To ensure you are ready if an auditor comes knocking, critically assess your policies and procedures and update them if necessary, says Ericka Adler, a health law attorney at Kamensky Rubinstein Hochman & Delott, LLP, based in Lincolnwood, Ill. "I think one of the most important things is that a lot of practices did what they were supposed to do [when the laws first came out] in terms of getting their policy together and getting their forms out there, and they haven't talked about HIPAA since," she says, noting that some of the laws have changed and practices need to alter their policies accordingly.
In addition, practices must have an active program in terms of training staff on the privacy and security rules, tracking patient record requests, HIPAA
violations, etc. "HIPAA needs to be a living breathing part of a practice and not a policy that sits on a shelf so the practice can say they have a policy," says Adler
But one initial training session is not sufficient, says Adler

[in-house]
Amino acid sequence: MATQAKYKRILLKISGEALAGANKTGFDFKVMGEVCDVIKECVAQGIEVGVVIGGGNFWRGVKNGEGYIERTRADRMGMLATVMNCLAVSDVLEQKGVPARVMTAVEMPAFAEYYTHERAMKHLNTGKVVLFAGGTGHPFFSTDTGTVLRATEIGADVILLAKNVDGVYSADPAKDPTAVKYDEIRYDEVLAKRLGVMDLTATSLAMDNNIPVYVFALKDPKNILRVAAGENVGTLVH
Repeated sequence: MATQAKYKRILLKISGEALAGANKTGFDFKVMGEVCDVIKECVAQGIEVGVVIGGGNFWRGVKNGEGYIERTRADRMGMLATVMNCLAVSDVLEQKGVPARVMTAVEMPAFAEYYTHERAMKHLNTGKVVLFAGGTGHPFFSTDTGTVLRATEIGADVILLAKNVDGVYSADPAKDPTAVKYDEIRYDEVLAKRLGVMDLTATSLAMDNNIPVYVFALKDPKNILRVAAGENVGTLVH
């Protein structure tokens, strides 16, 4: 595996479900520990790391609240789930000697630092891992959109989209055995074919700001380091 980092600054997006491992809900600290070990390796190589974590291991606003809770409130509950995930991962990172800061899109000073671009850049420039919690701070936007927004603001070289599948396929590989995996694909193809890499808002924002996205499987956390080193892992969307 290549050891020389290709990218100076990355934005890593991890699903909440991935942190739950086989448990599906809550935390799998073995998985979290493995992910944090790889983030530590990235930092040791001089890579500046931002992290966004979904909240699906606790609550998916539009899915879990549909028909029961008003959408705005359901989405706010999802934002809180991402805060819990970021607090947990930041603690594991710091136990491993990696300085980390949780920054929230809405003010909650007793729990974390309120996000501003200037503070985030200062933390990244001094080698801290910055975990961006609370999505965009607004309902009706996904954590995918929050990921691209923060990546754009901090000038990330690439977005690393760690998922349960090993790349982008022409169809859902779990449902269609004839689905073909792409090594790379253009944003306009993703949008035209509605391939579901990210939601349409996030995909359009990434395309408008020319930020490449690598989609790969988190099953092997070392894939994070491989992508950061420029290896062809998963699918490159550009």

"I recommend to my clients that you make this an annual event because it just fades into the background unless [HIPAA compliance] is something that's repeated to employees all the time," she
"Discipline really gets people paying attention," says Adler
, noting that practices must make it clear what consequences staff will face for HIPAA violations, such as leaving a file out in the exam room.
"People need to know whether it's a warning in their files, or it's a reprimand, or it's termination because time after time they're not
Stay updated regarding HIPAA
by monitoring any relevant cases that arise and following any related news coverage, says Adler
And when relevant news comes out, share it with staff members to keep HIPAA
at the forefront of their minds.
"I ... like to see the kinds of things that are getting practices investigated to make sure those aren't things that we are doing in our practices," she